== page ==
SZA’s ‘SOS’ doesn’t need any saving


Connor Youngberg

Illustration by

Michael LaRocca, Opinion Editor

This year, the music industry has certainly shown there is nothing wrong with releasing an album after a long break. 

Kendrick Lamar released “Mr. Morale & the Big Steppers” five years after his previous album “DAMN.” and Pusha T released his album “It’s Almost Dry” four years after his 2018 classic “DAYTONA.” R&B artist SZA’s release of her album “SOS” on Dec. 9 is the latest example of this phenomenon. 

SZA released her debut studio album “Ctrl” in June 2017 to widespread critical acclaim. Personally, “Ctrl” is one of my favorite albums of all time and currently sits at No. 6 on my Apple Music Replay most listened to albums of 2022. 

For the past five years, many of her listeners, including myself, have been anxiously awaiting new music. She released what became “SOS”’s lead single, “Good Days,” a masterpiece, on Dec. 25, 2020, which was enough to hold some over until a larger release came, but it would take another two years for the final product. 

Those two years were worth the wait. When “SOS” dropped, I was surprised that it came out when it did, but I was ready to hear what was coming. 

I cannot help but address how thrilling it is to see SZA explore the different genres she has the potential to thrive in with her vocal talent through this album. From the rock-heavy “F2F,” to the melodic “Kill Bill” and the 90s rap flow of  “Forgiveless,” you can’t go too long without hearing something fresh. 

Just like “Ctrl,” the features on “SOS” were all efficient and necessary. Verses from Travis Scott, Phoebe Bridgers and the red-hot Don Toliver all elevated the respective songs they were placed on, helping break up some of the album’s longer stretches.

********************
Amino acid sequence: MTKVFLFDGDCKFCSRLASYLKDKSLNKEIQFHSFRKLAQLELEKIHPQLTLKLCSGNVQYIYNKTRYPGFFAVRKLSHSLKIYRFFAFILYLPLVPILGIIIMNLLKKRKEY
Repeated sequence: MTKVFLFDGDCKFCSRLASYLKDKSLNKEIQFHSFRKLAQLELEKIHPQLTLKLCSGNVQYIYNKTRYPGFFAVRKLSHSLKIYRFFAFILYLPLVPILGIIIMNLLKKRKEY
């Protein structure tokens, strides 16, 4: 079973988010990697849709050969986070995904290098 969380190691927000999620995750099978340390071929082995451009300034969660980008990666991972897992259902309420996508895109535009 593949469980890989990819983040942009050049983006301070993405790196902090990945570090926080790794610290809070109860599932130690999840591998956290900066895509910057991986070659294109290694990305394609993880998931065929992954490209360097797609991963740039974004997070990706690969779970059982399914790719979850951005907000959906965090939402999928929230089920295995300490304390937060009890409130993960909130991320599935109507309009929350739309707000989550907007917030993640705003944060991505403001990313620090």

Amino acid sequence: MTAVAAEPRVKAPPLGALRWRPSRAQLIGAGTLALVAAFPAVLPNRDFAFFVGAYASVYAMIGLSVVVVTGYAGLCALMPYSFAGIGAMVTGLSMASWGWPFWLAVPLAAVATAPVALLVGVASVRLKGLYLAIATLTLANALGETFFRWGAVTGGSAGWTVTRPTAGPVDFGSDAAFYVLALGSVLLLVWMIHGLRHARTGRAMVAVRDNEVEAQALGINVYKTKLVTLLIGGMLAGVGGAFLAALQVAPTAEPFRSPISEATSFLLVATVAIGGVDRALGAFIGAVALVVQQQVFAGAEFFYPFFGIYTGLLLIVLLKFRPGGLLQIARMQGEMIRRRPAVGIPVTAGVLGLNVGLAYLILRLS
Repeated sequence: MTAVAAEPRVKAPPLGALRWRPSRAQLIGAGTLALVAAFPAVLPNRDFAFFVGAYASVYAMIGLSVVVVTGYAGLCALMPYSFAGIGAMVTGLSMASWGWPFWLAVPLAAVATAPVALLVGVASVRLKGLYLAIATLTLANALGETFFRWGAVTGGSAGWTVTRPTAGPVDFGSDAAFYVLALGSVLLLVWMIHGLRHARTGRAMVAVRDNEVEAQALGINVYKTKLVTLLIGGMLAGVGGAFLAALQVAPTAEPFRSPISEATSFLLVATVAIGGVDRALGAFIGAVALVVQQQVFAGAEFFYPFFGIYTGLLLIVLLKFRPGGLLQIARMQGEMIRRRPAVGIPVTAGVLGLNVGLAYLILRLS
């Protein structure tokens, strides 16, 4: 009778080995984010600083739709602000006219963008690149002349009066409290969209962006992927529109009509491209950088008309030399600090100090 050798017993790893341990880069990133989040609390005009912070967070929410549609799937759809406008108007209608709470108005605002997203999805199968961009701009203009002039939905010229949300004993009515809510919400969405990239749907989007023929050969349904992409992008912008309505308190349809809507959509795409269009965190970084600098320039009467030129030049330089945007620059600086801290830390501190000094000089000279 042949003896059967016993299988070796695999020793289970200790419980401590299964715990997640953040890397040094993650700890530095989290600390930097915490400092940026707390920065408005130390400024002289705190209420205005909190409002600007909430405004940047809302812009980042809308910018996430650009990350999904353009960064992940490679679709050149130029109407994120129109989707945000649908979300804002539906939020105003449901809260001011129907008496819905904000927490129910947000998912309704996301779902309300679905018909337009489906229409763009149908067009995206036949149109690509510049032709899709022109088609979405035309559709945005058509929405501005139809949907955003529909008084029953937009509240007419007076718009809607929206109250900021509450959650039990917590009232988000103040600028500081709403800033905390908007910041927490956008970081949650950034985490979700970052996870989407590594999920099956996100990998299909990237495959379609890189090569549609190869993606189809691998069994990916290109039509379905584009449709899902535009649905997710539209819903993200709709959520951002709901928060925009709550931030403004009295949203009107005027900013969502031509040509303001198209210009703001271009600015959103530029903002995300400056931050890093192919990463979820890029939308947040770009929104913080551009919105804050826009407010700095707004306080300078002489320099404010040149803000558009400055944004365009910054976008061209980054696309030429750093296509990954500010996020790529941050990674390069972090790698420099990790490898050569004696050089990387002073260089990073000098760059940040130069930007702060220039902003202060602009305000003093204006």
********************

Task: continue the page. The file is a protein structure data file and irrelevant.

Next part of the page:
The undeniable truth about “SOS” is that it contains an overwhelming amount of heart. Every song feels as if there is a wealth of stories and experience behind it, allowing us to see the person that SZA really is from all angles. 

“I might kill my ex, not the best idea / His new girlfriend’s next, how’d I get here? / I might kill my ex, I still love him, though / Rather be in jail than alone,” we hear her sing during the track “Kill Bill.” 

There are moments where we hear that more ‘dangerous’ side of her, but then we hear more introspective lyrics like those on “Too Late.”

“Had to be alone to figure out how I should be loved / And if it’s just us, is that enough? / Is it bad that I want more?” she sings. 

This LP feels like an ocean voyage through SZA’s personality and psyche, and we just happened to be invited along for the ride. 

My main problem with the album happens to be its length. While five years between releases may seem like enough time to warrant a longer collection, I feel that it is the one thing bringing “SOS” down. 

Before any deluxe releases, the album sits at 68 minutes long across the 23 songs. There were several moments during my first listen where I found myself asking, “Is it over yet?” I was loving every moment of it, but it did not need to be over an hour long. I feel that I may be too used to “Ctrl,” which is 20 minutes shorter than “SOS” and has no unnecessary songs to speak of. 

The tone of the album is also something I take slight exception to. 

It always fills me with joy to see an artist’s lyricism and storytelling evolve and age as they do. For example, in Lamar’s “Mr. Morale & the Big Steppers,” we can see that he is a completely different person than he was when he released “DAMN.” in 2017. I just don’t see that from SZA in “SOS.”

The majority of the lyrics and subject matter from SZA feel exactly the same as they did five years ago. When “Ctrl” first released, she was 27 years old, which can justify the themes of being lost and attempting to find love. 

However, she just turned 33 years old in November, and while I cannot speak on her life and what she has gone through, I would have liked to see some more maturity. 

The fact that the music behind the lyrics went above and beyond my expectations makes it forgivable for the most part. 

If what you’ve read so far makes you think I didn’t like the album, then forget all of it. This is one of the best albums of the year and definitely the shining beacon of 2022’s final push alongside last week’s “HEROES & VILLAINS” from Metro Boomin. 

“SOS” is just what SZA needed to ensure her spot atop the pantheon of modern R&B singers. With some more releases in the future, she just might be able to be considered the Lauryn Hill of our generation. I cannot wait for when we are able to make that argument.